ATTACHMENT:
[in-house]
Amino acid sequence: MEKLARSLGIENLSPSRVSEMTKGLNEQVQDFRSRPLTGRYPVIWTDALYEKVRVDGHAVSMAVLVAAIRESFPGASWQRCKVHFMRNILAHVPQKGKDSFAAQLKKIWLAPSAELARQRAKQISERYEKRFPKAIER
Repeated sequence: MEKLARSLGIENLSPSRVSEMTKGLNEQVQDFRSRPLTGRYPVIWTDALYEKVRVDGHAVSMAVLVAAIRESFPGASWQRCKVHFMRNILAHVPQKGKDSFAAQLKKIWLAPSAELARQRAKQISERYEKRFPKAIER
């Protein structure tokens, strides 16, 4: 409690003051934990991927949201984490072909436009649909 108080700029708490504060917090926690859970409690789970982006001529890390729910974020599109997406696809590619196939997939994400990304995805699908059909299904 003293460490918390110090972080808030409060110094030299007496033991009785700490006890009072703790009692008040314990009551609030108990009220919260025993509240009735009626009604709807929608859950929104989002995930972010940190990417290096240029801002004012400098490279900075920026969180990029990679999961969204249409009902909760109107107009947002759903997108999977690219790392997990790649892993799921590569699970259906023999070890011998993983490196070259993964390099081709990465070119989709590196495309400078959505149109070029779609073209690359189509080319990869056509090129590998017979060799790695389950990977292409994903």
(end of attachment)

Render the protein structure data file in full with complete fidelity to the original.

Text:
[in-house]
Amino acid sequence: MEKLARSLGIENLSPSRVSEMTKGLNEQVQDFRSRPLTGRYPVIWTDALYEKVRVDGHAVSMAVLVAAIRESFPGASWQRCKVHFMRNILAHVPQKGKDSFAAQLKKIWLAPSAELARQRAKQISERYEKRFPKAIER
Repeated sequence: MEKLARSLGIENLSPSRVSEMTKGLNEQVQDFRSRPLTGRYPVIWTDALYEKVRVDGHAVSMAVLVAAIRESFPGASWQRCKVHFMRNILAHVPQKGKDSFAAQLKKIWLAPSAELARQRAKQISERYEKRFPKAIER
């Protein structure tokens, strides 16, 4: 409690003051934990991927949201984490072909436009649909 108080700029708490504060917090926690859970409690789970982006001529890390729910974020599109997406696809590619196939997939994400990304995805699908059909299904 003293460490918390110090972080808030409060110094030299007496033991009785700490006890009072703790009692008040314990009551609030108990009220919260025993509240009735009626009604709807929608859950929104989002995930972010940190990417290096240029801002004012400098490279900075920026969180990029990679999961969204249409009902909760109107107009947002759903997108999977690219790392997990790649892993799921590569699970259906023999070890011998993983490196070259993964390099081709990465070119989709590196495309400078959505149109070029779609073209690359189509080319990869056509090129590998017979060799790695389950990977292409994903």